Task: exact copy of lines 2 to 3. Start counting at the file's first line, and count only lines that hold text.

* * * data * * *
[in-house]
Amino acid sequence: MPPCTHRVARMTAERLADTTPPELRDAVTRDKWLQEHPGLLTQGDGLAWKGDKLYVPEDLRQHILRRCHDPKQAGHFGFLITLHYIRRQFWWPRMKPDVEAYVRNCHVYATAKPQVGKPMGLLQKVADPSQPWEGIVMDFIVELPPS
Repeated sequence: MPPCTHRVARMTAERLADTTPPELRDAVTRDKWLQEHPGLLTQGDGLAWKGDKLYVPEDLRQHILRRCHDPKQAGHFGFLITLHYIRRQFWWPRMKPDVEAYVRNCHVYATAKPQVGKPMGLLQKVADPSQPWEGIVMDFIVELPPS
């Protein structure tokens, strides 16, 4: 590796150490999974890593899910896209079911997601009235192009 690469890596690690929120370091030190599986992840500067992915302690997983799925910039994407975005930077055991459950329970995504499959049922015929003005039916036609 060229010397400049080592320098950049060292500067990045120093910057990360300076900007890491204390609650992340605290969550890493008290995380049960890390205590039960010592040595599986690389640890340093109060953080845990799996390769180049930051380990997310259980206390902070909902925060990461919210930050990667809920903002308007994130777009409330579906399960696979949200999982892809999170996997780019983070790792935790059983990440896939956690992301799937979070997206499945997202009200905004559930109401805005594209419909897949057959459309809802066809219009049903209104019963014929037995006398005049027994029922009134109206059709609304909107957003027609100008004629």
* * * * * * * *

Amino acid sequence: MPPCTHRVARMTAERLADTTPPELRDAVTRDKWLQEHPGLLTQGDGLAWKGDKLYVPEDLRQHILRRCHDPKQAGHFGFLITLHYIRRQFWWPRMKPDVEAYVRNCHVYATAKPQVGKPMGLLQKVADPSQPWEGIVMDFIVELPPS
Repeated sequence: MPPCTHRVARMTAERLADTTPPELRDAVTRDKWLQEHPGLLTQGDGLAWKGDKLYVPEDLRQHILRRCHDPKQAGHFGFLITLHYIRRQFWWPRMKPDVEAYVRNCHVYATAKPQVGKPMGLLQKVADPSQPWEGIVMDFIVELPPS